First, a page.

The Read | Write Equation


Following the surprising success of my post, Do you keep a record of books you’ve read? back in November, much has happened. One of my lovely readers introduced me to goodreads and I have built vast virtual bookshelves of books I have read, want to read and am reading. I have discovered the name of the book I remembered (but couldn’t name) and its author. I have even faced up to the number of books I have bought or been given that lie on real bookshelves, quite literally gathering dust as they remain unread. I even set myself the official and public challenge of reading a set number of books before the end of the year.

There’s nothing like the threat of public shame and humiliation to get me moving!

Image credit: Corbis Corporation

This is all fantastic and makes me very happy (well, with the possible exception of how many books I own that I need to read, especially when I’m bombarded by tempting titles on special offer every time I walk into my local bookstored or browse Amazon…). So how am I doing? Well, here we are just past Midsummer and I’m halfway through my list, reading book seven (having got sidetracked by book six – Fifty Shades of Grey – which I read on holiday in just two afternoons flat it was that good!). I don’t think that’s bad going, considering I’m a time-starved working mum who didn’t actually start this process until the end of January. In other words, technically speaking, I’m a month ahead of my target! *Turns round to pat self on back*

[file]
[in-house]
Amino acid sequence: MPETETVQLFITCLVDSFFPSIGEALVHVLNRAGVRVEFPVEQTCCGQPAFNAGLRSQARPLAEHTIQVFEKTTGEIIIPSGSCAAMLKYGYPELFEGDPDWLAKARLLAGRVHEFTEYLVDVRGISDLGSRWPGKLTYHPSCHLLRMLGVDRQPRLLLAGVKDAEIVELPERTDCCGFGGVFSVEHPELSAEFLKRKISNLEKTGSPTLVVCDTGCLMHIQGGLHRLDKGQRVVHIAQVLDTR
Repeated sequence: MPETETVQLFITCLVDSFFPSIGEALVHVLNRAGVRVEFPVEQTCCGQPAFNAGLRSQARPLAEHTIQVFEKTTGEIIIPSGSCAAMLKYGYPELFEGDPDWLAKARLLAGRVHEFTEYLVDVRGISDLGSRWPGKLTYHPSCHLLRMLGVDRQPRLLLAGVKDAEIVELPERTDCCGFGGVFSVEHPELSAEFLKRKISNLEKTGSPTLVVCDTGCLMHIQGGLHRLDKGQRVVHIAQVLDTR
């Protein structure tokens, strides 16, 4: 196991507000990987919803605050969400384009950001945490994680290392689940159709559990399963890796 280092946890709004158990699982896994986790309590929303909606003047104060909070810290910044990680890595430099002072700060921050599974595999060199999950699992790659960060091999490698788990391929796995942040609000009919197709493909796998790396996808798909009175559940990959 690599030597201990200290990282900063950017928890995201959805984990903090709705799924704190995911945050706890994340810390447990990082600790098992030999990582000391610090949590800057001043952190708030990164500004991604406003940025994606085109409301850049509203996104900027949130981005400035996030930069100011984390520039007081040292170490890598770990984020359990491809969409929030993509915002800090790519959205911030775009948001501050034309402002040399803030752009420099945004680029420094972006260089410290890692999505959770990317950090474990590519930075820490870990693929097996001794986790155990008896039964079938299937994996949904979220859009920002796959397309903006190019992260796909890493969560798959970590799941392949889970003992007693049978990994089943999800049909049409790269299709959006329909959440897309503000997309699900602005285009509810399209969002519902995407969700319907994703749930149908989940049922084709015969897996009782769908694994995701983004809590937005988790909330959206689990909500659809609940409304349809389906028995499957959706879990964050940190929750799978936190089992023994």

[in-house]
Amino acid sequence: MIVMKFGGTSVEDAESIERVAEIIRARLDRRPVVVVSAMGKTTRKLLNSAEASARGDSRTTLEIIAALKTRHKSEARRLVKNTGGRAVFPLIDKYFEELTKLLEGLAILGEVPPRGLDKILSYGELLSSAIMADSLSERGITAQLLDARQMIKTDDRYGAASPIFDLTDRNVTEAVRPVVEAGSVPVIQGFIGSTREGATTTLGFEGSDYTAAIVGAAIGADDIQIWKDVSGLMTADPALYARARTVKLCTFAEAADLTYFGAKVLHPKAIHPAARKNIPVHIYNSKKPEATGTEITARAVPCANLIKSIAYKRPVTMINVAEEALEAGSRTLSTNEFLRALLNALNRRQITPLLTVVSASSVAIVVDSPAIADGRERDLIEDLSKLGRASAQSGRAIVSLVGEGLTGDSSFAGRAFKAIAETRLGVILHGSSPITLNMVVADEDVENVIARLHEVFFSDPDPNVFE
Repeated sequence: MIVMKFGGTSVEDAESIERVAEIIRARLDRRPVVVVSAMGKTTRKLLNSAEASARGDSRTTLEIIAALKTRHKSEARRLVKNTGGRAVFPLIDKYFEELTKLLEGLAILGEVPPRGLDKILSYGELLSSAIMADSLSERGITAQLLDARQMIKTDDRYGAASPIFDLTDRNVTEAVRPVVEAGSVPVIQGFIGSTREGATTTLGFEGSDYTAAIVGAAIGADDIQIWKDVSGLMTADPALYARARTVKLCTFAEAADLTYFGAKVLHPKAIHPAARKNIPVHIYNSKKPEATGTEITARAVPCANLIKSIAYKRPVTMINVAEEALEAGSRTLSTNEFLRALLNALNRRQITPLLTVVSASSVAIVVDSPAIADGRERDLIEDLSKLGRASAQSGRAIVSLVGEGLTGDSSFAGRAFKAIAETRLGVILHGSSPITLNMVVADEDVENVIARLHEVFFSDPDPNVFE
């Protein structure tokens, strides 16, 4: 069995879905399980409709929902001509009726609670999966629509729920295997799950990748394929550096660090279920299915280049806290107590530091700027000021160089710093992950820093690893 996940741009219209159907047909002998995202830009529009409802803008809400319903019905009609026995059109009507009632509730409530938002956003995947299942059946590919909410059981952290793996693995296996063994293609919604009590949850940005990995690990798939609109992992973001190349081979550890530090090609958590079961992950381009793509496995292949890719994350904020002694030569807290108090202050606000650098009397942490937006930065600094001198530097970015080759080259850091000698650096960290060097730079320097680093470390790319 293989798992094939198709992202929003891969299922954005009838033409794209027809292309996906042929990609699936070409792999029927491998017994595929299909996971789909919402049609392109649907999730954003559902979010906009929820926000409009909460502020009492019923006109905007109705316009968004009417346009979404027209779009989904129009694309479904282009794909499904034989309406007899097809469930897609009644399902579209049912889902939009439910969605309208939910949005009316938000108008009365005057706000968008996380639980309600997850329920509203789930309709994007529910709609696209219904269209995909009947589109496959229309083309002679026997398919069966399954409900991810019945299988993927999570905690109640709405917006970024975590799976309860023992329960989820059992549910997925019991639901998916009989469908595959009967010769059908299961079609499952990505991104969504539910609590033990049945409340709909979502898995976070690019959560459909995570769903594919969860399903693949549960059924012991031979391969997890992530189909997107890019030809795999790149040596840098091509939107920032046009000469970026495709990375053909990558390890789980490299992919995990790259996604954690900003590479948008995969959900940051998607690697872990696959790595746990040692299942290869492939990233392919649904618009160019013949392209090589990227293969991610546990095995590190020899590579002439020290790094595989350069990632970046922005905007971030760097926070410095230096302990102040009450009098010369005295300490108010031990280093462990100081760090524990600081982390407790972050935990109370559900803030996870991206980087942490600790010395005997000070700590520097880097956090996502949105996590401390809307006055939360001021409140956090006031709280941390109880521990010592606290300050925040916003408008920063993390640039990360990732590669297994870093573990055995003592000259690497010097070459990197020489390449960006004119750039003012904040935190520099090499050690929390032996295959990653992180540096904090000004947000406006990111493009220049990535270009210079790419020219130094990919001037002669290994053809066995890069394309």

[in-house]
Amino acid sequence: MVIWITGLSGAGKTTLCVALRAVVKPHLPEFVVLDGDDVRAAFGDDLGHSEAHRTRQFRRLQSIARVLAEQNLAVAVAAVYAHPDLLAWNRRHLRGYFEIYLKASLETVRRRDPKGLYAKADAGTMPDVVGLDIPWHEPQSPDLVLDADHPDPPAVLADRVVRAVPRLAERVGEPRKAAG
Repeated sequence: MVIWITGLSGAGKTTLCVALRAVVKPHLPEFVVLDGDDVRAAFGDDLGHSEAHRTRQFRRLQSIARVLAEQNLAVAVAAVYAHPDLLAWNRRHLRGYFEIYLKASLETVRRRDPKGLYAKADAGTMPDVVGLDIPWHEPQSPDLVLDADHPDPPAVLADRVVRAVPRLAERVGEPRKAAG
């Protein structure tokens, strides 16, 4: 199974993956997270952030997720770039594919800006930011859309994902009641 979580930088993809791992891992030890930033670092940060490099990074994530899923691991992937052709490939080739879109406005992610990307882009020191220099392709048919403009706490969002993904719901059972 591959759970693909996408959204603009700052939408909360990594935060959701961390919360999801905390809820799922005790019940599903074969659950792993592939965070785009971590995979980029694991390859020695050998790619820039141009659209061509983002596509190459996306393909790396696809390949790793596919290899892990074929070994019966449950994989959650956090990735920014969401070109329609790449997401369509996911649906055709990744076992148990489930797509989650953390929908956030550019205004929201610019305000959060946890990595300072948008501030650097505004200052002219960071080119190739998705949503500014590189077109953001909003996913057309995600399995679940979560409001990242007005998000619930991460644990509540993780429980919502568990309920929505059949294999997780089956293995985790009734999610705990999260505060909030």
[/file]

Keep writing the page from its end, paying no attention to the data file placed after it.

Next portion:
Are you sensing there might be another side to this shiny coin, a problem to muddy the waters of my otherwise peaceful reading paradise? Well, you’d be right. The big problem is that book seven has me stuck. Don’t get me wrong. It is a great book. It is a very interesting book.

The book is Alison Weir’s “Eleanor of Aquitaine”. Briefly, for those of you unfamiliar with this woman, she lived most of her life in twelfth century Europe. At the age of only fifteen, she was Duchess of Aquitaine and Countess of Poitiers, with territories consisting of a broad swath of France, as we know it today. She married the French King, Louis, and later Henry II of England (him of Thomas Becket fame), and sources show her to be both gossiped about (ooh err Missus!) and respected.

Women didn’t necessarily carve out their own roles in those days and relied heavily on the protection and patronage of the men in their life. So in a nutshell, this woman must have been a force to reckon with. She not only managed to keep herself safe from several attempts at kidnap and forced marriage on the death of her father, but also sweet-talked her way out of a marriage, while her husband was still alive and it was not at all in his best interests to let her go. She even went on to marry one of the most influential and charismatic men of his time and I’m only half way through the book!

I am enjoying it, I just finding it harder to read in an ‘it’s not got me hooked’ kind of way. It feels like I’m reading for homework, rather than for pleasure – there’s structure, where I prefer plot and factual description where I prefer believable characterisation. I usually find that factual books are slower reads than novels, unless the writer in question is a natural-born storyteller. I think that is the only real problem. It is important to me that I read this book fast – I need to get through my list in time – if for no other reason than to find a dozen books I can eBay to make room and limit the dust in my house!

Nevertheless, I want to write too and I can’t do both as I only have a few hours available each day if that. I tend to read on the tube and write after dinner/before bed. Some might think I should stick to dusting my bookshelves, ironing the laundry or something else I’d find equally mind-numbing, but I’d only burn holes and knock over expensive ornaments so what’s the point? They say if you want to write well, you need to read (and write!) more.